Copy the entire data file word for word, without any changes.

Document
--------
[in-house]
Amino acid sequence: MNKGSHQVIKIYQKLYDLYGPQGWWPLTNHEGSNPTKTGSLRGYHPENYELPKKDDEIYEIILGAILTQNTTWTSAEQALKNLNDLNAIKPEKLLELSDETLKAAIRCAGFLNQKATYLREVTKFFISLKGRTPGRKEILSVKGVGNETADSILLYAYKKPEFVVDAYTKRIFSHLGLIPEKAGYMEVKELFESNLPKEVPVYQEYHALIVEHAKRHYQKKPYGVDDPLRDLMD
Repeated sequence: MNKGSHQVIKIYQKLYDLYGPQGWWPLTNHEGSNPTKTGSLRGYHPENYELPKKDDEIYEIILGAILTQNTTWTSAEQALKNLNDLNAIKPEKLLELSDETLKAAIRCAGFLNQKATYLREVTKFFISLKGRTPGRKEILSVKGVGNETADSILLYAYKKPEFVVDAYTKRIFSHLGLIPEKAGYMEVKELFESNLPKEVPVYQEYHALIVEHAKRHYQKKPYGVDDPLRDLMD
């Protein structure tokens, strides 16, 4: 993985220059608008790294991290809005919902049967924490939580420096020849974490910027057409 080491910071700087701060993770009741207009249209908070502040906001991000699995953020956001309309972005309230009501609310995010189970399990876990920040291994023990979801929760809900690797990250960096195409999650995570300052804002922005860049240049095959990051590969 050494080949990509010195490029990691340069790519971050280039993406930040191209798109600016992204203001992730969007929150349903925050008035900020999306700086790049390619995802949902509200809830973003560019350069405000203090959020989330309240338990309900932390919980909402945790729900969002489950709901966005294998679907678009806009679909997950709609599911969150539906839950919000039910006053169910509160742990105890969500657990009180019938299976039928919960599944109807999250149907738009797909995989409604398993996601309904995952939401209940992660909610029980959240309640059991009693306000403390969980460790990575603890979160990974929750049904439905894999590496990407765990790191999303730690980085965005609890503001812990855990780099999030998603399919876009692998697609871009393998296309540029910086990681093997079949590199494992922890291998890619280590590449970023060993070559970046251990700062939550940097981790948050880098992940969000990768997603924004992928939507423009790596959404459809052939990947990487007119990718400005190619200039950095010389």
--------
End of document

[in-house]
Amino acid sequence: MNKGSHQVIKIYQKLYDLYGPQGWWPLTNHEGSNPTKTGSLRGYHPENYELPKKDDEIYEIILGAILTQNTTWTSAEQALKNLNDLNAIKPEKLLELSDETLKAAIRCAGFLNQKATYLREVTKFFISLKGRTPGRKEILSVKGVGNETADSILLYAYKKPEFVVDAYTKRIFSHLGLIPEKAGYMEVKELFESNLPKEVPVYQEYHALIVEHAKRHYQKKPYGVDDPLRDLMD
Repeated sequence: MNKGSHQVIKIYQKLYDLYGPQGWWPLTNHEGSNPTKTGSLRGYHPENYELPKKDDEIYEIILGAILTQNTTWTSAEQALKNLNDLNAIKPEKLLELSDETLKAAIRCAGFLNQKATYLREVTKFFISLKGRTPGRKEILSVKGVGNETADSILLYAYKKPEFVVDAYTKRIFSHLGLIPEKAGYMEVKELFESNLPKEVPVYQEYHALIVEHAKRHYQKKPYGVDDPLRDLMD
């Protein structure tokens, strides 16, 4: 993985220059608008790294991290809005919902049967924490939580420096020849974490910027057409 080491910071700087701060993770009741207009249209908070502040906001991000699995953020956001309309972005309230009501609310995010189970399990876990920040291994023990979801929760809900690797990250960096195409999650995570300052804002922005860049240049095959990051590969 050494080949990509010195490029990691340069790519971050280039993406930040191209798109600016992204203001992730969007929150349903925050008035900020999306700086790049390619995802949902509200809830973003560019350069405000203090959020989330309240338990309900932390919980909402945790729900969002489950709901966005294998679907678009806009679909997950709609599911969150539906839950919000039910006053169910509160742990105890969500657990009180019938299976039928919960599944109807999250149907738009797909995989409604398993996601309904995952939401209940992660909610029980959240309640059991009693306000403390969980460790990575603890979160990974929750049904439905894999590496990407765990790191999303730690980085965005609890503001812990855990780099999030998603399919876009692998697609871009393998296309540029910086990681093997079949590199494992922890291998890619280590590449970023060993070559970046251990700062939550940097981790948050880098992940969000990768997603924004992928939507423009790596959404459809052939990947990487007119990718400005190619200039950095010389």